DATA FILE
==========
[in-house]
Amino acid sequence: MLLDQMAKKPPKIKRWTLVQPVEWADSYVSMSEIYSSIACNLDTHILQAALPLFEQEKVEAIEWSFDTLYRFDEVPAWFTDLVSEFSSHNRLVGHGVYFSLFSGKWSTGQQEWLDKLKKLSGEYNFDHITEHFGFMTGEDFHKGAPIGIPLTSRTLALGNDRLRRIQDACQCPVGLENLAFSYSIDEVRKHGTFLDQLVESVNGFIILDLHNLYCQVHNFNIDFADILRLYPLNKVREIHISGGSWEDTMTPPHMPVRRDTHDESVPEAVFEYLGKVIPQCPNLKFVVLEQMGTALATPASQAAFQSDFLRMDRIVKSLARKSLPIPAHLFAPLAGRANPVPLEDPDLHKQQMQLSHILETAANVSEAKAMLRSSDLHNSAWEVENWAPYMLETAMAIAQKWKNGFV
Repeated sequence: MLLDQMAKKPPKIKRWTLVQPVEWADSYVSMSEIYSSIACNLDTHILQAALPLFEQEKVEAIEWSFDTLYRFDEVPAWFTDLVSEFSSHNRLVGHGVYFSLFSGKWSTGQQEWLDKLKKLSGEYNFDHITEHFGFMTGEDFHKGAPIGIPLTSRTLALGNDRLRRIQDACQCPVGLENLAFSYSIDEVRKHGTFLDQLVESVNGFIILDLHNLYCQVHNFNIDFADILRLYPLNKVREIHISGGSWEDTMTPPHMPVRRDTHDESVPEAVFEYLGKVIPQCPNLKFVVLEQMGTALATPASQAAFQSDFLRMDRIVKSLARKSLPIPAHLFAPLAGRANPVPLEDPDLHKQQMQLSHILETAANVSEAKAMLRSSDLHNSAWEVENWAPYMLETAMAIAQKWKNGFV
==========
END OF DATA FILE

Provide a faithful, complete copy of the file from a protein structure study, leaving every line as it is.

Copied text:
[in-house]
Amino acid sequence: MLLDQMAKKPPKIKRWTLVQPVEWADSYVSMSEIYSSIACNLDTHILQAALPLFEQEKVEAIEWSFDTLYRFDEVPAWFTDLVSEFSSHNRLVGHGVYFSLFSGKWSTGQQEWLDKLKKLSGEYNFDHITEHFGFMTGEDFHKGAPIGIPLTSRTLALGNDRLRRIQDACQCPVGLENLAFSYSIDEVRKHGTFLDQLVESVNGFIILDLHNLYCQVHNFNIDFADILRLYPLNKVREIHISGGSWEDTMTPPHMPVRRDTHDESVPEAVFEYLGKVIPQCPNLKFVVLEQMGTALATPASQAAFQSDFLRMDRIVKSLARKSLPIPAHLFAPLAGRANPVPLEDPDLHKQQMQLSHILETAANVSEAKAMLRSSDLHNSAWEVENWAPYMLETAMAIAQKWKNGFV
Repeated sequence: MLLDQMAKKPPKIKRWTLVQPVEWADSYVSMSEIYSSIACNLDTHILQAALPLFEQEKVEAIEWSFDTLYRFDEVPAWFTDLVSEFSSHNRLVGHGVYFSLFSGKWSTGQQEWLDKLKKLSGEYNFDHITEHFGFMTGEDFHKGAPIGIPLTSRTLALGNDRLRRIQDACQCPVGLENLAFSYSIDEVRKHGTFLDQLVESVNGFIILDLHNLYCQVHNFNIDFADILRLYPLNKVREIHISGGSWEDTMTPPHMPVRRDTHDESVPEAVFEYLGKVIPQCPNLKFVVLEQMGTALATPASQAAFQSDFLRMDRIVKSLARKSLPIPAHLFAPLAGRANPVPLEDPDLHKQQMQLSHILETAANVSEAKAMLRSSDLHNSAWEVENWAPYMLETAMAIAQKWKNGFV